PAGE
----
Frank Golding was in his late 50s when he first read the records of his childhood.
It took 10 years to compile his files from the Department of Health and Human Services and the institutions he lived in, and finally reading them provoked anger.
“There were redactions I found hard to understand and accept… I pushed hard to have the decisions appealed,” Mr Golding said.
“One of the records I got that came through from a state file said one of our foster mothers couldn’t keep us because of our habits. At that stage I was probably two-years-old. I have had to struggle all these years to think about what those habits could have been.”
Mr Golding grew up in out of home care at the Ballarat Orphanage, the Andrew Kerr Memorial Home in Mornington and three foster care placements.
Now 80, he still struggles to comprehend why the department continues to keep his records in their possession.
“I asked them why do you keep a record about me? I am now 80 years of age. Isn’t it mine? ‘No’, they say, ‘it is not’. But they can’t give me a reason why they are keeping it,” Mr Golding said.
Mr Golding, who is vice president of the Care Leavers Australasia Network, spoke alongside Federation University associate professor Jacqueline Wilson and Monash University professor Sue McKemmish at Federation University’s World Human Rights Day forum in Ballarat on Monday.
They are determined to transform the record keeping system for children in out of home care.
“If my right to participate in the creation of my records as a child were denied, do I have a right to those records now I have grown up?,” Mr Golding said on Monday.
Do I have a right to challenge some of the things that were written about me to put the records straight?Frank Golding OAM
“Do I have a right to take full possession of that record and have it removed from the department that currently owns it?”
Mr Golding, Ms Wilson and Ms McKemmish are part the Australia Research Council Discovery Project called ‘Rights in Records by Design’ that is working to enable young people in care to have a greater say in their records and for care-leavers to have more control over their ongoing use.
They aim to create a blueprint for a better record keeping system that encapsulate the inherent rights to quality, participatory record keeping that stem from the United Nations Convention of the Rights of the Child.
Records are the foundations of identity and memory for children growing up in out of home care, but for so many, their story remains unknown.
Ms Wilson told of her own struggle to access her records at the forum on Monday.
More than 70 per cent of her 150 page file was blacked out.
“I had to agitate to get it. This is a common story,” she said.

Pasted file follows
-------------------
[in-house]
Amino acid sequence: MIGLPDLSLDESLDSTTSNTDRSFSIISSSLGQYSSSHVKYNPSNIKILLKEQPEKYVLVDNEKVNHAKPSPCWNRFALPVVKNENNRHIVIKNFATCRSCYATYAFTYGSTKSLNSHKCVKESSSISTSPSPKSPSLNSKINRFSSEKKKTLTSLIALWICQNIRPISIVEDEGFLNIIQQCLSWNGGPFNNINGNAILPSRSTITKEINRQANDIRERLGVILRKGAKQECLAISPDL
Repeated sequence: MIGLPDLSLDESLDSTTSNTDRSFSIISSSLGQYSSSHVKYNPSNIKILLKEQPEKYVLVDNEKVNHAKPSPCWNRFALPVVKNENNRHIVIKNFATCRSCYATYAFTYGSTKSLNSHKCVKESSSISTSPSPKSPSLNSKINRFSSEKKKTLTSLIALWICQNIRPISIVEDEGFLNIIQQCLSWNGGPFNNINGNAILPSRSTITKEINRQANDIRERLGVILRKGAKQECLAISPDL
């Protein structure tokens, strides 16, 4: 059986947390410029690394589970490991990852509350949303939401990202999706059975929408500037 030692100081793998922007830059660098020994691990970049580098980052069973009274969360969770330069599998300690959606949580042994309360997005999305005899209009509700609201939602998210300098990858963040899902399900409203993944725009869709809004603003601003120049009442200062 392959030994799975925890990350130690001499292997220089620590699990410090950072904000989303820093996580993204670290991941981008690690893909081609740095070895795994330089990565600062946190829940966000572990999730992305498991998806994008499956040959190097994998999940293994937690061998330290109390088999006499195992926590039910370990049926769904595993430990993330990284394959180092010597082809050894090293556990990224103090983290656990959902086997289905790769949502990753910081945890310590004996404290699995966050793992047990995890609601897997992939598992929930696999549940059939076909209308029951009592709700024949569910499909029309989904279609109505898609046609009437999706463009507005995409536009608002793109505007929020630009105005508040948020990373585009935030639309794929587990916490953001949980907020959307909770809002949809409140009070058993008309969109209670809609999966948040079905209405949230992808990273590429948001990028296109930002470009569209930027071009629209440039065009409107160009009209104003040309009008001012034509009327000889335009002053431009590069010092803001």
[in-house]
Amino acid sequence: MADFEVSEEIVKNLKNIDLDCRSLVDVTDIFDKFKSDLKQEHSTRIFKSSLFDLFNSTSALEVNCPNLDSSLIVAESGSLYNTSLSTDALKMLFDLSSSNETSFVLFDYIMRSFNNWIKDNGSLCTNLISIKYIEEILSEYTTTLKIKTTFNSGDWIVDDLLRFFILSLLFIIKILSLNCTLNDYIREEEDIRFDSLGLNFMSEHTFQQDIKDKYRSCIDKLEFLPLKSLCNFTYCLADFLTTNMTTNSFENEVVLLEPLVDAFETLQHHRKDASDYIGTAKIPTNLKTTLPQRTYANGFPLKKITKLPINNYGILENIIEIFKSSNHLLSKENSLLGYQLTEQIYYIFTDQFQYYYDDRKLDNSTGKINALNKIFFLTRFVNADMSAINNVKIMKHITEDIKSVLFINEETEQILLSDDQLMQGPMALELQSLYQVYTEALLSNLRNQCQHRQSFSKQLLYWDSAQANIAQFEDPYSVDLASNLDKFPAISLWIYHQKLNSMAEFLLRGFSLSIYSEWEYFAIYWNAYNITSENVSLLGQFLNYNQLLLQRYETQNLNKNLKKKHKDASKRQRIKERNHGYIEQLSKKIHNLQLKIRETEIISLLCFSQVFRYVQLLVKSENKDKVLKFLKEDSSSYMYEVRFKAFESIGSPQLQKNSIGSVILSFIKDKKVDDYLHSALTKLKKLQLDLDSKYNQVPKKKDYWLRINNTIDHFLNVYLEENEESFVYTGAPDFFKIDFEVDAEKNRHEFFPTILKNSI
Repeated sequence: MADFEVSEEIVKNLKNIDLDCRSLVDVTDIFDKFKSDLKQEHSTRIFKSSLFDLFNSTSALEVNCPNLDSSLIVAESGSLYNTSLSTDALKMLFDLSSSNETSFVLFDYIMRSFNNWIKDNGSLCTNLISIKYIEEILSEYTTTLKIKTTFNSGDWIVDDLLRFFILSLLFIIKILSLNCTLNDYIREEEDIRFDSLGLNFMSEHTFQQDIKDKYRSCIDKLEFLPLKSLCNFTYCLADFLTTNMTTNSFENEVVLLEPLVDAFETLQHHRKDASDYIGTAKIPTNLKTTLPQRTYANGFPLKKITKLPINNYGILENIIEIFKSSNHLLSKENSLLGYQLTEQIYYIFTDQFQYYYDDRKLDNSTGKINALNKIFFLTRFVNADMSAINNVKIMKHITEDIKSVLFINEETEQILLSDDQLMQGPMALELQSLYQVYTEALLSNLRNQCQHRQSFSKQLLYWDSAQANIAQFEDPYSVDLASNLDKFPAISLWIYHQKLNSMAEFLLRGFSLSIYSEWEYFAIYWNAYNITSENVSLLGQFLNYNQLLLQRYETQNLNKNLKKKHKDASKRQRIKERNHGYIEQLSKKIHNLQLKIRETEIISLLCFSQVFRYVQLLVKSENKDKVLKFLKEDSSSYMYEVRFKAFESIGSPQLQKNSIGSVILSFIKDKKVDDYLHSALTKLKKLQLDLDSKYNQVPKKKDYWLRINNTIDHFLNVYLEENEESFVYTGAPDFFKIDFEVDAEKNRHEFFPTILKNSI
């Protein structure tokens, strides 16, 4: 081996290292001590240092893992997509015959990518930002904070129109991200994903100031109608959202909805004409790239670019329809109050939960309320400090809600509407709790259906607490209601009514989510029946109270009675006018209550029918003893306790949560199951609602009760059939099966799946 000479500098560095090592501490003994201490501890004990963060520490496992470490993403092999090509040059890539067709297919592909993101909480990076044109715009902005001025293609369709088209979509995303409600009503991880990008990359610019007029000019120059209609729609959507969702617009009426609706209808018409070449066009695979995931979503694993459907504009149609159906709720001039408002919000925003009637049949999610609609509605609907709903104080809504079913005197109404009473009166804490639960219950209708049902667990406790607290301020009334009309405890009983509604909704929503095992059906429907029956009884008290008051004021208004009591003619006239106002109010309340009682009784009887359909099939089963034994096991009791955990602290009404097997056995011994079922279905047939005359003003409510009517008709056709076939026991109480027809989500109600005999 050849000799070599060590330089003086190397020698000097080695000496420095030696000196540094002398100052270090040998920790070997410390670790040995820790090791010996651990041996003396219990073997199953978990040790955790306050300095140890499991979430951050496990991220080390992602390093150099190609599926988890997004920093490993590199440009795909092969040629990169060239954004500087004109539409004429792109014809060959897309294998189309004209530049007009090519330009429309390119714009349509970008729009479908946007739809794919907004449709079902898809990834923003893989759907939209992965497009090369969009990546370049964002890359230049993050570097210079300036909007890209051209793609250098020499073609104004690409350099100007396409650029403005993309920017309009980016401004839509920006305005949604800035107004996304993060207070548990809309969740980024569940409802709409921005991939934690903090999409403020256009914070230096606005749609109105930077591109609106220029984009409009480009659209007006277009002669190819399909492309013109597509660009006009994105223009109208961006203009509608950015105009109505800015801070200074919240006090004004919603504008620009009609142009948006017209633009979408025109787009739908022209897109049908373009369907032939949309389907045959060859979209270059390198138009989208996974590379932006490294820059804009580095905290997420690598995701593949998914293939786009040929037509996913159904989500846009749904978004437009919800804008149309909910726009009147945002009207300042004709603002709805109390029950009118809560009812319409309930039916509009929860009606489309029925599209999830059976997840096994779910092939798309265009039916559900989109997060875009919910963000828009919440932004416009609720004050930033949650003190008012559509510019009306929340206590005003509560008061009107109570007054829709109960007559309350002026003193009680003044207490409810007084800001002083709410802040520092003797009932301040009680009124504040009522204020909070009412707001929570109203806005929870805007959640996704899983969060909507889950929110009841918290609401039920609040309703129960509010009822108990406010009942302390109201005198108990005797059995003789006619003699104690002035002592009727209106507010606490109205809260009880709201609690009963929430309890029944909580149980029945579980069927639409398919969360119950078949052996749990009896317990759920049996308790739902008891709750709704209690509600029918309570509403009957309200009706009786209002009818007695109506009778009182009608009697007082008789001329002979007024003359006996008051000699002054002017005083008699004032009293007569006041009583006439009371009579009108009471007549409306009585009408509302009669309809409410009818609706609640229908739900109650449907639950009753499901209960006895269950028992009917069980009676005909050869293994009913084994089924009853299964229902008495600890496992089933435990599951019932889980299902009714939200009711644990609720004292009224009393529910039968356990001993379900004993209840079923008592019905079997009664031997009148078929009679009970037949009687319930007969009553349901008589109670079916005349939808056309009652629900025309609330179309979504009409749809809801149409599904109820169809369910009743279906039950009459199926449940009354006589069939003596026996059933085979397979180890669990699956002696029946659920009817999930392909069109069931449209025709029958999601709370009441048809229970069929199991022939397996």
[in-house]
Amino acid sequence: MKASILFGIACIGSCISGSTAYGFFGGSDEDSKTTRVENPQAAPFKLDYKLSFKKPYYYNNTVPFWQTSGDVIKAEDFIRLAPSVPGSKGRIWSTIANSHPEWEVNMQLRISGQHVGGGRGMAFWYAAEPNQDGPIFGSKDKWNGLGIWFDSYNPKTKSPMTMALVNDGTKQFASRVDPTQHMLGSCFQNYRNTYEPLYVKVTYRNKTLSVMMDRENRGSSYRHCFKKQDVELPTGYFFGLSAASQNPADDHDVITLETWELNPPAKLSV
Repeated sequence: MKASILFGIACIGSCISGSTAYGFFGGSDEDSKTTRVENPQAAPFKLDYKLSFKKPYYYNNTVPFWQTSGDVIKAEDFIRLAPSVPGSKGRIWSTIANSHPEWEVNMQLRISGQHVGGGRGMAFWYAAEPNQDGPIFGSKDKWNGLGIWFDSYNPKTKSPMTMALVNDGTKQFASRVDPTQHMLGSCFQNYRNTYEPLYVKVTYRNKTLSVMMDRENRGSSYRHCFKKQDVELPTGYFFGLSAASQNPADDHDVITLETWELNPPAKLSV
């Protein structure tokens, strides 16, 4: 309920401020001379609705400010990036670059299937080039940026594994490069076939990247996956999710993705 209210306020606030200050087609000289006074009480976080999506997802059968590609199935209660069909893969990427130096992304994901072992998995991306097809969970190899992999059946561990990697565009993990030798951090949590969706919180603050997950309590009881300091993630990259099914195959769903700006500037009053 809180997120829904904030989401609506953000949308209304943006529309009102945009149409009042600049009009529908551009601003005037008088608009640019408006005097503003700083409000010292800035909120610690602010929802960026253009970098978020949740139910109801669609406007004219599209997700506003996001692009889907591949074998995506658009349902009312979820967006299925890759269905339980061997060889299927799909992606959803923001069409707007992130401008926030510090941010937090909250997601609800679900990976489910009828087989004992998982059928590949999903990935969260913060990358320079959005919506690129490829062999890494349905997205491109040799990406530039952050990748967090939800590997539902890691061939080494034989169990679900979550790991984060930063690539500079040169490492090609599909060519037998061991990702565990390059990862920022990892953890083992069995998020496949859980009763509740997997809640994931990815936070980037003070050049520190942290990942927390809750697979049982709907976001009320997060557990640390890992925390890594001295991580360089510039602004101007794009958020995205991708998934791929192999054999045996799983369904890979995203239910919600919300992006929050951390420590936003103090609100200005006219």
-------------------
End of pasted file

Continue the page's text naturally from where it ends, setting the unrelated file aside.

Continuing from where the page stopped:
“After the royal commission I encouraged my friend to apply for her file to find out why she was in a psychiatric institution with her mother when she was seven-years-old. She got her file which was 17 pages. 16 pages were blacked out. She is left without the hope of substantial compensation because she does not know the contents of her file.”
There is no central repository for records of children in out of home care, which means accessing them takes effort and time working with the Department of Health and Human Services and individual institutions.
The Care Leavers Australasia Network helps individuals seek records from multiple locations.
But Mr Golding said it remains a shock to many care leavers to learn the record of their childhood has been kept, as many thought their records would have been destroyed.
The Rights in Records by Design team discussed the principals of child rights and changes needed at the Setting the Records Straight for the Rights of the Child national summit in May 2017.
The project’s philosophy re-positions children from powerless subjects to participatory agents who have power in deciding records to make and how long to keep them.
Members continue to research existing legislation and rights of children, while working with young people in care and care leavers, to build a strong case for change to present to government and institutions.
Discussion is underway to schedule another Setting the Records Straight for the Rights of the Child national summit in 2020 to present progress and barriers.
“I have hope I will see change. Certainly things are better than they were and finding records is much easier than it was in the past following the senate inquiry in 2004 into Forgotten Australians and the inquiry into child migration and before that the Stolen Generation inquiry. All of those had strong things to say about records,” Mr Golding said.
“Governments over time have put more resources into retrieving records and putting them into some sort of order so searches are quicker and readily done. The time between making an application for your record and getting something in an envelope is much quicker than it used to be.
“We are dealing with people who often didn’t know why they were not able to live with their parents and records are so incredibly important for them to understand that, reconnecting with family where that is still possible and accessing redress for abuse while in care.”
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